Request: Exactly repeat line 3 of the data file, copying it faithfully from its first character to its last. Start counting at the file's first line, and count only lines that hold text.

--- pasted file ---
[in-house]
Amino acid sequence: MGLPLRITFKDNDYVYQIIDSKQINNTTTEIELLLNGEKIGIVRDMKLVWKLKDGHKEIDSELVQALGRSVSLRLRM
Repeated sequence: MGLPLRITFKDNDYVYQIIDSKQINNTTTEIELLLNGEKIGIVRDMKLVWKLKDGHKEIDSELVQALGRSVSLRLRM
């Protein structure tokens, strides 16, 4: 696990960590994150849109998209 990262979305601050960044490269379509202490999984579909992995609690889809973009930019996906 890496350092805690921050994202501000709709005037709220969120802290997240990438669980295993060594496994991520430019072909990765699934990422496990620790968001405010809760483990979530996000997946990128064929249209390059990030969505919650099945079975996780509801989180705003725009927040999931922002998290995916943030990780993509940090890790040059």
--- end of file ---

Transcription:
Repeated sequence: MGLPLRITFKDNDYVYQIIDSKQINNTTTEIELLLNGEKIGIVRDMKLVWKLKDGHKEIDSELVQALGRSVSLRLRM